Tsipras Meets With Merkel, Hollande Before Saturday Aid DecisionHelene Fouquet, Patrick Donahue and Eleni Chrepa
Greek Prime Minister Alexis Tsipras met with German Chancellor Angela Merkel and French President Francois Hollande Friday ahead of a weekend that may decide the country’s fate in the euro.
Officials are now negotiating almost around the clock to find a breakthrough before the country’s bailout expires June
30. With banks from Credit Suisse to UniCredit AG warning that capital controls are possible as soon as Monday in the absence of a deal, Merkel and other European leaders have told their finance ministers to clinch a deal at an emergency meeting in Brussels Saturday.
“Saturday has taken on a decisive significance, because time is short,” Merkel told reporters in the early hours of Friday. European leaders “agreed that everything must be done to find a solution on Saturday,” she said.
Hopes of a deal were first raised -- and then dashed -- when Tsipras came to Brussels earlier this week with a set of proposals that were welcomed as the first credible plan from his government, only to push back when more cuts were demanded. During their meeting Friday, Tsipras told Merkel and Hollande that his government couldn’t understand why the country’s creditors insisted on harsh austerity measures, a Greek government official said in an e-mailed statement.
The shifting sentiment around the prospects of a deal is mirrored in the country’s volatile markets. The Athens Stock Exchange Index, which opened more than 1 percent lower Friday, pared losses after news of Tsipras’s talks was announced. The index was trading 0.2 percent lower at 1 p.m. in Athens. It’s still up about 14 percent this week, having rallied on expectations of a deal earlier. Prices in the government bond market, where liquidity is thin and trading scarce, were unchanged. The yield on the two-year bond stood at 21.5 percent, down from more than 30 percent a week ago as some investors remain hopeful an accord will be reached.
The Greek impasse is hanging over a European Union summit which was slated to discuss Europe’s immigration crisis and the U.K.’s drive to hold a referendum on EU membership. Rather than clinch a deal on Greece during the two-day gathering that started Thursday, euro-area leaders refused to discuss it in detail and only exposed the confusion and frustration at play.
“We must do everything to reach a global and durable accord,” Hollande said. “Greece must make proposals that will allow institutions to enter a conclusive phase.”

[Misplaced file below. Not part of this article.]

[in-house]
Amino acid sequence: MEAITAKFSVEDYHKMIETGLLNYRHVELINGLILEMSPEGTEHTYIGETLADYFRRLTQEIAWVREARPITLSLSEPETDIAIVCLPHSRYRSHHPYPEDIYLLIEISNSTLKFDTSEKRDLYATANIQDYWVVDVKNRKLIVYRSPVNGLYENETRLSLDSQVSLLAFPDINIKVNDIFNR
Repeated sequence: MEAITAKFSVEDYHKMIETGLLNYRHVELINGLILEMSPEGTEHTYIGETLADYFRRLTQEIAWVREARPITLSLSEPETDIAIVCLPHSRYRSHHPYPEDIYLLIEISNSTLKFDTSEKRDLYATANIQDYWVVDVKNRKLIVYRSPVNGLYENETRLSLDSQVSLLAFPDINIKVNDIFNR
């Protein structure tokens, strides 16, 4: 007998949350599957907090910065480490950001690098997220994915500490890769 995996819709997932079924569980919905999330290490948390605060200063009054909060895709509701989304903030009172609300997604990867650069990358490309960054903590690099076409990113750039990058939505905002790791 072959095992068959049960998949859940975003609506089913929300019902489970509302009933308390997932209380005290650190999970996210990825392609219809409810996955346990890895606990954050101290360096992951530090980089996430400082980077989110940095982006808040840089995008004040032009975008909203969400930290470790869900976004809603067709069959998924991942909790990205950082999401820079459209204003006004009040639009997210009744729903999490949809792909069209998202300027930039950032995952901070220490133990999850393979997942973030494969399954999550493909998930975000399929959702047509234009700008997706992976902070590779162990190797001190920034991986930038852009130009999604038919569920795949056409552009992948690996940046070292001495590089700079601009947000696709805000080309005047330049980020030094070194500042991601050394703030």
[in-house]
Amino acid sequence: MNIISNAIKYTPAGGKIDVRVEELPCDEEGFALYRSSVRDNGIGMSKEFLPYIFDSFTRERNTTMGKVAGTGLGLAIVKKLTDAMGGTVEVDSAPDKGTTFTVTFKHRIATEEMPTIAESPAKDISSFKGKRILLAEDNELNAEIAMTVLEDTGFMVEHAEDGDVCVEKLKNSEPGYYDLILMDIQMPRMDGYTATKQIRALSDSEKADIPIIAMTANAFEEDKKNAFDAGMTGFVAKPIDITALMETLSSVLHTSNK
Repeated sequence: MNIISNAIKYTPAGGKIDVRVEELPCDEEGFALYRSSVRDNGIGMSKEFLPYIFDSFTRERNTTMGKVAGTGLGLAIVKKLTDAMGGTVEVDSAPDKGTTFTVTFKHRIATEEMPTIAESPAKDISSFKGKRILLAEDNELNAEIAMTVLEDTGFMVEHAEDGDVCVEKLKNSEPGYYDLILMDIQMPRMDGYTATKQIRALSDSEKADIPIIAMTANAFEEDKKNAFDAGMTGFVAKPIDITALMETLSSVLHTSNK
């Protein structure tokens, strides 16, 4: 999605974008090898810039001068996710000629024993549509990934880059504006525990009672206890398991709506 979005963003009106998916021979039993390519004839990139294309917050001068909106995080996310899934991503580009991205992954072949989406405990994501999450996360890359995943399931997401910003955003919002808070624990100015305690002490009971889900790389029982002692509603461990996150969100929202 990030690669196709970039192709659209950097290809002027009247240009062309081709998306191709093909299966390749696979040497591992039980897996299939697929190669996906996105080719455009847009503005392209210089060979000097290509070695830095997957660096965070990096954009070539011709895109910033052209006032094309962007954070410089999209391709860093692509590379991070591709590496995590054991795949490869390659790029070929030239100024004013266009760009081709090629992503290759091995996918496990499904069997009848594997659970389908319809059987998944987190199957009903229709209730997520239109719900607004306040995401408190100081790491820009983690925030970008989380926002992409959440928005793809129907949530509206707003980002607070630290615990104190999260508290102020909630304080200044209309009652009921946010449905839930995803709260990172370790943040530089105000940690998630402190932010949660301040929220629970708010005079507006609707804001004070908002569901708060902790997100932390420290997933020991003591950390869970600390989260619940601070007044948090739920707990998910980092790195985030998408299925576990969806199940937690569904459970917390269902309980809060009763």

An EU official said earlier that without a deal this weekend, ministers would have to map out ways to manage the potential consequences of a Greek default.
“Deadlines in Europe are rarely cast in stone,” Holger Schmieding, chief economist at Berenberg, said in a note to clients. “But with five Eurogroup meetings in little more than a week and almost constant talks between the leaders of the creditor institutions and Athens, the patience of creditors is running out.”
Tsipras, who has been in Brussels all week, insists his government brought credible proposals to the table and that some of his colleagues were being inflexible, according to a Greek official with knowledge of the talks. Differences with creditors -- the International Monetary Fund, the European Central Bank, the European Commission -- remain over the extent of pension reform, sales-tax increases and whether to include debt relief.
Tsipras faces the difficult task at home of winning support from his own lawmakers on any package that runs against his Syriza party’s pledge to end austerity. If the government is faced with an agreement that is against its campaign promises made ahead of the Jan. 25 election, it may be forced to seek a fresh mandate, Labor Minister Panos Skourletis said in an interview with Mega TV on Friday.
“If Greece’s government faces dilemmas that are outside its mandate, it will turn to the Greek people to overcome them,” Skourletis said in a sign that a referendum or new elections may be on the cards.
With no follow-on financing in place, Greece may struggle to pay 1.5 billion euros ($1.7 billion) it owes the IMF at the end of the month. Failure to close a deal by the weekend raises the odds that Greece might have to impose capital controls to prevent a run on its banks. Greeks have withdrawn about 20 percent of deposits held by the nation’s lenders this year as concern of an exit from the euro intensified.
Credit Suisse analysts wrote in a note to clients that capital controls couldn’t be excluded on Monday if a deal isn’t struck over the weekend. On Friday, The European Central Bank left the level of emergency cash available to Greek banks unchanged for a third day, people familiar with the decision said. The ECB is assessing almost daily banks’ capital levels.
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“Ideally, the aim was to strike a deal in time to allow the Greek government to pass legislation before markets open on Monday, and then have some national parliaments approve the deal in the very next days, so as to allow the disbursement of the loan tranche just before IMF payments come due,” Martina von Terzi, an economist at UniCredit Bank AG, wrote in a note to clients. “But the risk is growing that this timeline will prove too optimistic.”
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